Matthew 17:4-5 Peter said to Jesus, “Lord, it is good for us to be here. If you wish, I will put up three shelters—one for you, one for Moses and one for Elijah.” While he was still speaking, a bright cloud covered them, and a voice from the cloud said, “This is my Son, whom I love; with him I am well pleased. Listen to him!” (NIV®)
What’s happening? God wraps Jesus in a cloud just like he wrapped himself in one at Sinai. God is using an OT theophany to demonstrate that Jesus is Son of God, God in the flesh. Back in Exodus 19:9, what else did God say? He wanted the people to hear his words, to listen. Now what is God saying?“Listen to Jesus! Jesus speaks for me just like I spoke to the Israelites.” God isn’t just telling Peter to shut-it, he’s making the connection for us between this day and Sinai. Jesus is the perfect mediator who can represent God fairly, he’s fully God, but can also represent us fairly, since he’s fully human, but without sin.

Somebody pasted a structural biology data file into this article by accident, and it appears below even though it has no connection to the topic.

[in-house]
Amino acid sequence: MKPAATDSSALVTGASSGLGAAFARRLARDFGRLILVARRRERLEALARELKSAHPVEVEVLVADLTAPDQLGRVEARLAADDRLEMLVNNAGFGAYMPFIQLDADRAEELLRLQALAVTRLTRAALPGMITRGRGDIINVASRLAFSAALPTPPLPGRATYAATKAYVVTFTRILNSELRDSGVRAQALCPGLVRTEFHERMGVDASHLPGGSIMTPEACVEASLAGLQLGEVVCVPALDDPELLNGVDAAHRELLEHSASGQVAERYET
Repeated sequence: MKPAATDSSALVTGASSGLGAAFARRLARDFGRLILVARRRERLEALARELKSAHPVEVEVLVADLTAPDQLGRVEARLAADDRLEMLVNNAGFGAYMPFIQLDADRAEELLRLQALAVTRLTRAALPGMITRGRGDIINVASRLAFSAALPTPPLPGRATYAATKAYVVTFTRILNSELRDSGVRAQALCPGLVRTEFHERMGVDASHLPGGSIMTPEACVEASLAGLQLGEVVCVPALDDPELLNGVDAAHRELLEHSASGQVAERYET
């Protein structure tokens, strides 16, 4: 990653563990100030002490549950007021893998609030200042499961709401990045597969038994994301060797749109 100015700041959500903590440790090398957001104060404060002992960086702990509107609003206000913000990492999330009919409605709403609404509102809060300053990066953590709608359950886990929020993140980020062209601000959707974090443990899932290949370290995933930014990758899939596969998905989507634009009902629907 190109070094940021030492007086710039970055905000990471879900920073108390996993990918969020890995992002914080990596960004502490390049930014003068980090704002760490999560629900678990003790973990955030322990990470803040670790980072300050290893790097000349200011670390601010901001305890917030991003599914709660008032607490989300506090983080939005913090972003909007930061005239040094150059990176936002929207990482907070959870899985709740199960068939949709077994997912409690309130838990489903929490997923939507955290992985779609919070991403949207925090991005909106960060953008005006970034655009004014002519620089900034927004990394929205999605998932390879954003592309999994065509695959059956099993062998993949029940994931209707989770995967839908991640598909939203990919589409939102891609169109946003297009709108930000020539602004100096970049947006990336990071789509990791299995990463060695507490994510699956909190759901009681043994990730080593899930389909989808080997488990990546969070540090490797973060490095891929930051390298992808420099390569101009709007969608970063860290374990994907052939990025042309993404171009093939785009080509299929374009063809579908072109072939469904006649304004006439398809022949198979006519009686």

How do the disciples respond? Just like the Israelites, they shake in their sandals. They fall down terrified. But Jesus says something different than Sinai, “Don’t be afraid.” (v. 6-7). Through Jesus, we can approach God unafraid. As a church, we’re not Israel. We don’t operate under the old conditional covenant. At the last supper, Jesus gave us a new covenant (Luke 22:20). This one doesn’t say we have to be good to enter into God’s presence, but that we’re saved by grace. Hebrews compares the Mount Sinai, and what happened there, with Mount Zion, the place where Jesus reigns in heaven that will one day come to earth (Rev 21:1-4).